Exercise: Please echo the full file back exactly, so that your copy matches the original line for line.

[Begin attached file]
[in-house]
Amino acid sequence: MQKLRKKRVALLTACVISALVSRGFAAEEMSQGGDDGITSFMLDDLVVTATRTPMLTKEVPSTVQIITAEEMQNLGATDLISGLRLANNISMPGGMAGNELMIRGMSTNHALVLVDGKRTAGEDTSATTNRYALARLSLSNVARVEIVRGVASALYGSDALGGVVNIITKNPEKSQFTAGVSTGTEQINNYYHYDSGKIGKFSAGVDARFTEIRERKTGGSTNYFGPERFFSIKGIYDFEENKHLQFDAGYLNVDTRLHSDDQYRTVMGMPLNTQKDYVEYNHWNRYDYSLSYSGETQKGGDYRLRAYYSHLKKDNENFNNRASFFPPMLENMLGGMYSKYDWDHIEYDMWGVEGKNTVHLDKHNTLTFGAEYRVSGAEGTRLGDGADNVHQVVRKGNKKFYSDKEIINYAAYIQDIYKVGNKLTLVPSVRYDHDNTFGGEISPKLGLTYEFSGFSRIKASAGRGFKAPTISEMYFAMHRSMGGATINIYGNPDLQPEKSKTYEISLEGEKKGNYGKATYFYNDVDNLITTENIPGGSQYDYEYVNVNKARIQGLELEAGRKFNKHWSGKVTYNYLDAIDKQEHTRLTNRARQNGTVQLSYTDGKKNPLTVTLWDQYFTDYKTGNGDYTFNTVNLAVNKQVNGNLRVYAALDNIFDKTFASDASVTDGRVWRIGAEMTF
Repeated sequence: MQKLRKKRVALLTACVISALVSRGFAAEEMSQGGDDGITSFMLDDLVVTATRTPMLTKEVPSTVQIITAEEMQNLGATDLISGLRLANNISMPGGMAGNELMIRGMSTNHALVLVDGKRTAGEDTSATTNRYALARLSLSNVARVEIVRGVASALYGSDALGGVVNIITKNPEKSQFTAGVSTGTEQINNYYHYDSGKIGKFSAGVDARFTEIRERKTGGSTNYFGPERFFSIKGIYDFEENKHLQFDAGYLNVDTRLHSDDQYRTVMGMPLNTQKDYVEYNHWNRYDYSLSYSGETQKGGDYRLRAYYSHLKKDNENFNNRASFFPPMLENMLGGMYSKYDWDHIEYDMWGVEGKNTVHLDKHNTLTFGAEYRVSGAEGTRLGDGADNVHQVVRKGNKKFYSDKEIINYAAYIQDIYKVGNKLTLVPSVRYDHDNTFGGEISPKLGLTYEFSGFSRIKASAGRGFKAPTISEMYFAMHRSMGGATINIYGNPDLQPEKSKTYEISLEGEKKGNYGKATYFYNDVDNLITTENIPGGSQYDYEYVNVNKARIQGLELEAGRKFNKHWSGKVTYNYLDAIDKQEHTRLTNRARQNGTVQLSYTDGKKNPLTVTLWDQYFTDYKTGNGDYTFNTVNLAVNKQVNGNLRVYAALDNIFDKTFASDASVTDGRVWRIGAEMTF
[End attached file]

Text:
[in-house]
Amino acid sequence: MQKLRKKRVALLTACVISALVSRGFAAEEMSQGGDDGITSFMLDDLVVTATRTPMLTKEVPSTVQIITAEEMQNLGATDLISGLRLANNISMPGGMAGNELMIRGMSTNHALVLVDGKRTAGEDTSATTNRYALARLSLSNVARVEIVRGVASALYGSDALGGVVNIITKNPEKSQFTAGVSTGTEQINNYYHYDSGKIGKFSAGVDARFTEIRERKTGGSTNYFGPERFFSIKGIYDFEENKHLQFDAGYLNVDTRLHSDDQYRTVMGMPLNTQKDYVEYNHWNRYDYSLSYSGETQKGGDYRLRAYYSHLKKDNENFNNRASFFPPMLENMLGGMYSKYDWDHIEYDMWGVEGKNTVHLDKHNTLTFGAEYRVSGAEGTRLGDGADNVHQVVRKGNKKFYSDKEIINYAAYIQDIYKVGNKLTLVPSVRYDHDNTFGGEISPKLGLTYEFSGFSRIKASAGRGFKAPTISEMYFAMHRSMGGATINIYGNPDLQPEKSKTYEISLEGEKKGNYGKATYFYNDVDNLITTENIPGGSQYDYEYVNVNKARIQGLELEAGRKFNKHWSGKVTYNYLDAIDKQEHTRLTNRARQNGTVQLSYTDGKKNPLTVTLWDQYFTDYKTGNGDYTFNTVNLAVNKQVNGNLRVYAALDNIFDKTFASDASVTDGRVWRIGAEMTF
Repeated sequence: MQKLRKKRVALLTACVISALVSRGFAAEEMSQGGDDGITSFMLDDLVVTATRTPMLTKEVPSTVQIITAEEMQNLGATDLISGLRLANNISMPGGMAGNELMIRGMSTNHALVLVDGKRTAGEDTSATTNRYALARLSLSNVARVEIVRGVASALYGSDALGGVVNIITKNPEKSQFTAGVSTGTEQINNYYHYDSGKIGKFSAGVDARFTEIRERKTGGSTNYFGPERFFSIKGIYDFEENKHLQFDAGYLNVDTRLHSDDQYRTVMGMPLNTQKDYVEYNHWNRYDYSLSYSGETQKGGDYRLRAYYSHLKKDNENFNNRASFFPPMLENMLGGMYSKYDWDHIEYDMWGVEGKNTVHLDKHNTLTFGAEYRVSGAEGTRLGDGADNVHQVVRKGNKKFYSDKEIINYAAYIQDIYKVGNKLTLVPSVRYDHDNTFGGEISPKLGLTYEFSGFSRIKASAGRGFKAPTISEMYFAMHRSMGGATINIYGNPDLQPEKSKTYEISLEGEKKGNYGKATYFYNDVDNLITTENIPGGSQYDYEYVNVNKARIQGLELEAGRKFNKHWSGKVTYNYLDAIDKQEHTRLTNRARQNGTVQLSYTDGKKNPLTVTLWDQYFTDYKTGNGDYTFNTVNLAVNKQVNGNLRVYAALDNIFDKTFASDASVTDGRVWRIGAEMTF